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# we now expect the system to lose energy the system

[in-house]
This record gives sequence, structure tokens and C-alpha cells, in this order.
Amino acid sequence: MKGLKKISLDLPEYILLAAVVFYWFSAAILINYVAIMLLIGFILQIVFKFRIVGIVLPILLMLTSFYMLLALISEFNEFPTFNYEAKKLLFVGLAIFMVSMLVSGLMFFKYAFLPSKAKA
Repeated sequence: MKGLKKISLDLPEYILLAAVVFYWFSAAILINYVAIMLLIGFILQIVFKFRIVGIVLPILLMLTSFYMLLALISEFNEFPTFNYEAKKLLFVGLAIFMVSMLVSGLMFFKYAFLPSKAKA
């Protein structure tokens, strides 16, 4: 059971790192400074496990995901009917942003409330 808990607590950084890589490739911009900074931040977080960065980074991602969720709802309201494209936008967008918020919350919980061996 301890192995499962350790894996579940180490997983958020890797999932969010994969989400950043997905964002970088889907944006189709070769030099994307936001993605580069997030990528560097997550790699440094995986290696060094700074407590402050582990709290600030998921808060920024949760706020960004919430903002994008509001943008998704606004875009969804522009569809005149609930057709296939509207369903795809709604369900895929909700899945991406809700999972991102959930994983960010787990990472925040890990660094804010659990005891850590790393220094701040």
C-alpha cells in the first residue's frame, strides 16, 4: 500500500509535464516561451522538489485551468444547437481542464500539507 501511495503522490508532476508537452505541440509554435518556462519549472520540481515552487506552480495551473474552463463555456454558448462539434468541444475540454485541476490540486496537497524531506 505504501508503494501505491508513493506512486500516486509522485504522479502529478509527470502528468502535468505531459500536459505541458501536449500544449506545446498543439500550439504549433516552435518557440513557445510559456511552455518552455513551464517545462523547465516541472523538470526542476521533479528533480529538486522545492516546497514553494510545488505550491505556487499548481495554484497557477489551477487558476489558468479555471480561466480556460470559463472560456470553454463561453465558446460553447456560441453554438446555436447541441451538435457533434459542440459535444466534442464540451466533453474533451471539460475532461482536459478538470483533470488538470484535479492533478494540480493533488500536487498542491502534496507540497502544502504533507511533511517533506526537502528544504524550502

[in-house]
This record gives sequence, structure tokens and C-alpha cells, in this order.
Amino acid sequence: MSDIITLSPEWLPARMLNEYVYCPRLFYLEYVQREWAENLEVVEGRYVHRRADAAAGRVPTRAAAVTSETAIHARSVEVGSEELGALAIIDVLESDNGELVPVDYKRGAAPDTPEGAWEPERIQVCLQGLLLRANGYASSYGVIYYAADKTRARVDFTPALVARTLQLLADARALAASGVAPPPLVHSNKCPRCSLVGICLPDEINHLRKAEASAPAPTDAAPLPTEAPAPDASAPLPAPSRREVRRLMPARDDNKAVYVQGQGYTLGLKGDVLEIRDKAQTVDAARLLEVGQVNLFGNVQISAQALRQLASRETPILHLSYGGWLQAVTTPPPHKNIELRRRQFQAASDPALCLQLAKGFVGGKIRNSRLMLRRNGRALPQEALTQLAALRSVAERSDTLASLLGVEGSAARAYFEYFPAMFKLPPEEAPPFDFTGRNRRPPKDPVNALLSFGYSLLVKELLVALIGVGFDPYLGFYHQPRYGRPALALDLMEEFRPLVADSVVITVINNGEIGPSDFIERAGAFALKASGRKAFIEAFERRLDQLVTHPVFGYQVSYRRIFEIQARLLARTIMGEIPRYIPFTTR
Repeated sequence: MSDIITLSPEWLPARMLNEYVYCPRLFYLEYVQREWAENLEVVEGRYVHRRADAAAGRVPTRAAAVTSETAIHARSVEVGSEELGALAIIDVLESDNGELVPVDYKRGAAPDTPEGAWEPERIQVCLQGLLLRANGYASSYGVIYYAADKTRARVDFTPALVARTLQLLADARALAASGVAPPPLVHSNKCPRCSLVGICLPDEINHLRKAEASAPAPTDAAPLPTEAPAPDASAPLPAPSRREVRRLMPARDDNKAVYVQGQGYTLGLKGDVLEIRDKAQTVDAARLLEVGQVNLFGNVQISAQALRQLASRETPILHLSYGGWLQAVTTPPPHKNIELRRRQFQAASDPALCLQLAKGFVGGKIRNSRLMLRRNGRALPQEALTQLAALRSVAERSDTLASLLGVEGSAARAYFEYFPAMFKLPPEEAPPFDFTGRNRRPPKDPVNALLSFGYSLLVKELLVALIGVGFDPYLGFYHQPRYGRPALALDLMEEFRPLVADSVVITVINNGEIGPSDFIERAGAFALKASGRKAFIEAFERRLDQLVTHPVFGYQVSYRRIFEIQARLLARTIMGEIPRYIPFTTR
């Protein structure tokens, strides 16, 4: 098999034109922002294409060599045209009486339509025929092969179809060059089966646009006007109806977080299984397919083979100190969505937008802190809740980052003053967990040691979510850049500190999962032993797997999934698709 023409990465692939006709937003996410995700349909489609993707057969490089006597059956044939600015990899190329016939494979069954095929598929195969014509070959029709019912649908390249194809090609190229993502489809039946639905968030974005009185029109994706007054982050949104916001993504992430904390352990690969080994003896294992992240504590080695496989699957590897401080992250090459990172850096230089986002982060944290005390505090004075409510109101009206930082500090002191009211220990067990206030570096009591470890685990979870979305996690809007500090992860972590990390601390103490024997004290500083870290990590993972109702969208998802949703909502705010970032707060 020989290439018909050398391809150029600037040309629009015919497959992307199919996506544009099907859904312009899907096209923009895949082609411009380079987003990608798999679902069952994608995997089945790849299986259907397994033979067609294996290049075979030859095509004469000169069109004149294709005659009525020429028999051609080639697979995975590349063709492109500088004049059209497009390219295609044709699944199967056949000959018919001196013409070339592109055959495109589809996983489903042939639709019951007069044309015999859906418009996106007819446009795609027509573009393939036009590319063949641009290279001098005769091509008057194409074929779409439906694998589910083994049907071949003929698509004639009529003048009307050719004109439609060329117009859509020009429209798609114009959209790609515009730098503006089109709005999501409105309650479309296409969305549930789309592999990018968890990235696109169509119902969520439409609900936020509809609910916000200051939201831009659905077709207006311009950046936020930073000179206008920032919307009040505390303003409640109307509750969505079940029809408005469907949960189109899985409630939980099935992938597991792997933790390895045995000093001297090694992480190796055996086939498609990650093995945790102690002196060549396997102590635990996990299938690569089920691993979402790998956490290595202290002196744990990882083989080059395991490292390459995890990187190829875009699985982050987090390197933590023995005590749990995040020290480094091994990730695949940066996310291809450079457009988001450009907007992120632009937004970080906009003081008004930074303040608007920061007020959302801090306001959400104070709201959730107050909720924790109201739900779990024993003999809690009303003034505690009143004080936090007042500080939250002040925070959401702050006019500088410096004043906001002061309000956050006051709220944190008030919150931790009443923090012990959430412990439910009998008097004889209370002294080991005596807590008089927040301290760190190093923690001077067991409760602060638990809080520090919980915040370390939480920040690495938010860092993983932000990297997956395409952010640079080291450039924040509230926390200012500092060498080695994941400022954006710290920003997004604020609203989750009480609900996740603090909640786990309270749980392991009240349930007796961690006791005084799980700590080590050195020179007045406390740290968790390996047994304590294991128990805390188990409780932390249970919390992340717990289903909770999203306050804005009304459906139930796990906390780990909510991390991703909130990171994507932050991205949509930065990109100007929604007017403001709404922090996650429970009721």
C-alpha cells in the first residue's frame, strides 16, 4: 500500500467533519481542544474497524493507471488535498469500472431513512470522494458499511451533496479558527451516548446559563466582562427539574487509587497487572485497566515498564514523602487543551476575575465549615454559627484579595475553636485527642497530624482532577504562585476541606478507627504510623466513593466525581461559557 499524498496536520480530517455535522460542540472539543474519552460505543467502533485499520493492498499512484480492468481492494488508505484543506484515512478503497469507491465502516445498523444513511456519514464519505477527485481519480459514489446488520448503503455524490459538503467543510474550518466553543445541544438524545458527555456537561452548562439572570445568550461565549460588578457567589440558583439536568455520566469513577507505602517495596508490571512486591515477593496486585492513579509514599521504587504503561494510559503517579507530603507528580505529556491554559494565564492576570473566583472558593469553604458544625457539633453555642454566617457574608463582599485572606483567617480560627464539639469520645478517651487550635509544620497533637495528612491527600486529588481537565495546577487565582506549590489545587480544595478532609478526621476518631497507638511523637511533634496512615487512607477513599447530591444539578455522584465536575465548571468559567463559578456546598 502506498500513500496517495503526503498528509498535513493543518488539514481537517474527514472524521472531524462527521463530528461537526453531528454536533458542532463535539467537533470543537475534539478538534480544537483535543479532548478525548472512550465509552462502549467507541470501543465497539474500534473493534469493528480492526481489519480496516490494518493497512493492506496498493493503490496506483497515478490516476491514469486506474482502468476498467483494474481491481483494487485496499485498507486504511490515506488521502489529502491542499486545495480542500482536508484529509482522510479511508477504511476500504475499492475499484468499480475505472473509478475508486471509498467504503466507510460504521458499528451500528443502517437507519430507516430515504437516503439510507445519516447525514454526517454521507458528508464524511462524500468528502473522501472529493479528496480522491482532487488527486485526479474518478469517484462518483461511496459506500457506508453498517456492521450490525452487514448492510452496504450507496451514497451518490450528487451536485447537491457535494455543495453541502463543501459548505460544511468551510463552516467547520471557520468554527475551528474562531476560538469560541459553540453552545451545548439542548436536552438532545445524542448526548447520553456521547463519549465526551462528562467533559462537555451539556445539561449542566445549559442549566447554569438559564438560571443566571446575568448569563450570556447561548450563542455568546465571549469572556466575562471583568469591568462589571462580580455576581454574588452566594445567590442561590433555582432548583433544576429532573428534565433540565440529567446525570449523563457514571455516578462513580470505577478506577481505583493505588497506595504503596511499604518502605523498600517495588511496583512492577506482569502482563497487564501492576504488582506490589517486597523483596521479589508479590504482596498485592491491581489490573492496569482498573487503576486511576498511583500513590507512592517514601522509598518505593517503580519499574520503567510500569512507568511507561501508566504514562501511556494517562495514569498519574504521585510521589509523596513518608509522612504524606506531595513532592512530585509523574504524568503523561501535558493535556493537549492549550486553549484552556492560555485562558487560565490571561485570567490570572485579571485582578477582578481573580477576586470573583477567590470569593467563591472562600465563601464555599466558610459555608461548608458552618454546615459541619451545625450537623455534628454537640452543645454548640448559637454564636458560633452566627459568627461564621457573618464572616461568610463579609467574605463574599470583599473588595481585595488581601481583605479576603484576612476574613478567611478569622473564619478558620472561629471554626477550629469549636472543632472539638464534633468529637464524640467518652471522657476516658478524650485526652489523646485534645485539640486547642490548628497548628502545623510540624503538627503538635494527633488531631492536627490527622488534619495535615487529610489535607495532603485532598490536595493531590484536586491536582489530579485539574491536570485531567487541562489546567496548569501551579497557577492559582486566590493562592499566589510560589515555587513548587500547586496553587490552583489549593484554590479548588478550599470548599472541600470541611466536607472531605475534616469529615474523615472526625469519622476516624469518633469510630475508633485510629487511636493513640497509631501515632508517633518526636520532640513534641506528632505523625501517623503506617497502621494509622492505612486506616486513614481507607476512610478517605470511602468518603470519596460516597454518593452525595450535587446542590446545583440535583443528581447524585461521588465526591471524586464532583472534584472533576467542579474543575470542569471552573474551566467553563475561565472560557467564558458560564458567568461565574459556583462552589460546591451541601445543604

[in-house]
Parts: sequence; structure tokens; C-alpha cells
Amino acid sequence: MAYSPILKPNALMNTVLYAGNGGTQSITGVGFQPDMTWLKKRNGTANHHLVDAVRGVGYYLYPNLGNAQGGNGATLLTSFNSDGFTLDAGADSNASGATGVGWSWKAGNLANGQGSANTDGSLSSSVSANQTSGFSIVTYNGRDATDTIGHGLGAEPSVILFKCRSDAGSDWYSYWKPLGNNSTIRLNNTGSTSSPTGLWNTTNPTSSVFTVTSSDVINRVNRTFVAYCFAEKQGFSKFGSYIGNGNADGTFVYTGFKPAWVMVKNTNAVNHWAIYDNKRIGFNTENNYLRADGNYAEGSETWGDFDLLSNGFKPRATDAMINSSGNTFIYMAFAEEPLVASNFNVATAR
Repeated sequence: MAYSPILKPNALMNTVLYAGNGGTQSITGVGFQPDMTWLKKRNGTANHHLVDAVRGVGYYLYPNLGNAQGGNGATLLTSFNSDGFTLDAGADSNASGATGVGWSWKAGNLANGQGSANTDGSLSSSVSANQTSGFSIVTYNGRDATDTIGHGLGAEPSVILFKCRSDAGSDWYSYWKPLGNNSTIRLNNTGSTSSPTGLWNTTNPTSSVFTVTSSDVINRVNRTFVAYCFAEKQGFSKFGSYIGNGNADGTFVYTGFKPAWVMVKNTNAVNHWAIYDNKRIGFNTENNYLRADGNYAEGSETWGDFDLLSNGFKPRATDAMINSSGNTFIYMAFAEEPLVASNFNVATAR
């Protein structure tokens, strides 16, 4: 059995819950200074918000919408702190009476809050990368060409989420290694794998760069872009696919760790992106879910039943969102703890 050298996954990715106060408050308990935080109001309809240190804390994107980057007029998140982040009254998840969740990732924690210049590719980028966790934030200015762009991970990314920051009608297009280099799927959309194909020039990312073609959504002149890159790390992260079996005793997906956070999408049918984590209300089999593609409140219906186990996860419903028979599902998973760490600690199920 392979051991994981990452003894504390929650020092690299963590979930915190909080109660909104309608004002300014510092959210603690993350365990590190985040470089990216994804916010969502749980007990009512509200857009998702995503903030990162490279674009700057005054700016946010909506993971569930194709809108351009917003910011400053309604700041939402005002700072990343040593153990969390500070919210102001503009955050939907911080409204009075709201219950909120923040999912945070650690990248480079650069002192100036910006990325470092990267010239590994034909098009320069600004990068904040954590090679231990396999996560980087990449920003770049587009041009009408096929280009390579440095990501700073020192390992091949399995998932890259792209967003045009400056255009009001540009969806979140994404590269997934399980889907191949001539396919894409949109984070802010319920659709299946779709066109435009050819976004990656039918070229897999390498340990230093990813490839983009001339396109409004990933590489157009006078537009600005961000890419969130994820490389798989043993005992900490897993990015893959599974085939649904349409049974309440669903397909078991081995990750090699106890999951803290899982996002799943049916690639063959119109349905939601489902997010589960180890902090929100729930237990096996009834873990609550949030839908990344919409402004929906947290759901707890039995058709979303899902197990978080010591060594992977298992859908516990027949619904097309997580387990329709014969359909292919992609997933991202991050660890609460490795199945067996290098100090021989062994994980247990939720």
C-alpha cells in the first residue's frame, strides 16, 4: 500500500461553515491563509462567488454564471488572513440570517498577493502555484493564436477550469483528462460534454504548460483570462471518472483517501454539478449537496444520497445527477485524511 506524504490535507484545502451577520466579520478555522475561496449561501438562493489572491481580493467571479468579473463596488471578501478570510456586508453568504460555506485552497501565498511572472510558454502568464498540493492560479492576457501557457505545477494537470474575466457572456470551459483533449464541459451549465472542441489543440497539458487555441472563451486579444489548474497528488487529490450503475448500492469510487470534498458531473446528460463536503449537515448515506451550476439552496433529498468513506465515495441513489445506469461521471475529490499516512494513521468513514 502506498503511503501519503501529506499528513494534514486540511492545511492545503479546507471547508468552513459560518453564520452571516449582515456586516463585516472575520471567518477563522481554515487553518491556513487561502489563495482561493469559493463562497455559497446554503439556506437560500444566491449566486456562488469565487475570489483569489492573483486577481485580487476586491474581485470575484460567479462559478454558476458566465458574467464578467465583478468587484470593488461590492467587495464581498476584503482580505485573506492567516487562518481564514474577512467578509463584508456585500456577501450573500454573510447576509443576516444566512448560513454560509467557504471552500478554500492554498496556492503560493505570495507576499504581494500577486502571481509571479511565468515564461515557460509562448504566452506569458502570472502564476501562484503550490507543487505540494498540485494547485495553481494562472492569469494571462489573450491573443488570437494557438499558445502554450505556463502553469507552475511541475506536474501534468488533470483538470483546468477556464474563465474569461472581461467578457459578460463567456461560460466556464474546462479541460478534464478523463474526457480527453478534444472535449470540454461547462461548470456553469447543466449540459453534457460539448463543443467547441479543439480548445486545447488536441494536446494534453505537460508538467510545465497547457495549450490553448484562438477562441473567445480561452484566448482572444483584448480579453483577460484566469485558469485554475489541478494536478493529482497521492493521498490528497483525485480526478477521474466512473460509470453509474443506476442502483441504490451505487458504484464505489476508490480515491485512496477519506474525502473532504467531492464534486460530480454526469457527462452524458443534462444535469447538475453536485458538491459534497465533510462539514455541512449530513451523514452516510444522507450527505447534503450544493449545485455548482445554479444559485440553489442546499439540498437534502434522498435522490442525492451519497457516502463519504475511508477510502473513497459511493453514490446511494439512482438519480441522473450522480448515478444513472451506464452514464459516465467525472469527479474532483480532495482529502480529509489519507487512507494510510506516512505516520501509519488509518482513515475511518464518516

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Unformatted text preview: ov’s theorem g arantees that the origin is stable. But can we say more? (To be continued .) ■ Theorem 4.9 (LaSalle’s Invariance Principle). Suppose is an equilibrium for and suppose is a weak Lyapunov function on some compact forward invariant neighborhood of . Let be the set where is not decreasing. Then if is the largest forward invariant subset of , it is asymptotically stable and attracts every point of . Proof. For any , suppose is a limit point of the trajectory for all , since if we could find a sequence argue . Then and , for sufficiently large , as in the proof of Lyap nov’s theorem and leading to a contradiction. Consequently assumption, must be a forward invariant subset of . Therefore, by .□ Example. The damped pendulum (continued). Let and 14 Chapter 4A is connected, }. Note that on . Then is closed and bounded and therefore compact. We can see that is forward invariant since is always directed out on the boundary of ( has the same sign as in ) and . is a weak Lyapunov function on . is the subset of where is non-decreasing. If , the equations of motion give , Thus the only subset of that is forward invariant is is asymptotically stable. ■ . By LaSalle’s invarian e prin iple, Example. The Lorenz system , , . Consider . Then if we have and for . Furthermore , where the square is completed from the first two terms of the second line to get the third line. When and , is a strong Lyapunov function and the Lyapunov function theorem implies that the origin is an asymptotically stable state. When , on the set and . However, when the Lorenz equations are evaluated on we find unless . The origin is the largest forward invariant subset of , and by LaSalle’s invarian e prin iple it is asymptotically stable. ■ Theorem 4.8. If then the function is an asymptotically stable equilibrium that attracts a neighborhood , 15 Chapter 4A is a strong Lyapunov function on . Do not give proof. Remark. Lyapunov functions provide a method for showing that equilibria are stable or asymptotically stable. If the system has an equilibrium such that all of the eigenvalues of have negative real parts, then theorem 4.6 implies that is asymptotically stable. The challenge is to construct Lyapunov functions when this is not true. If all the eigenvalues of do not have negative real parts, there is no general method to obtain practical expressions for Lyapunov functions....
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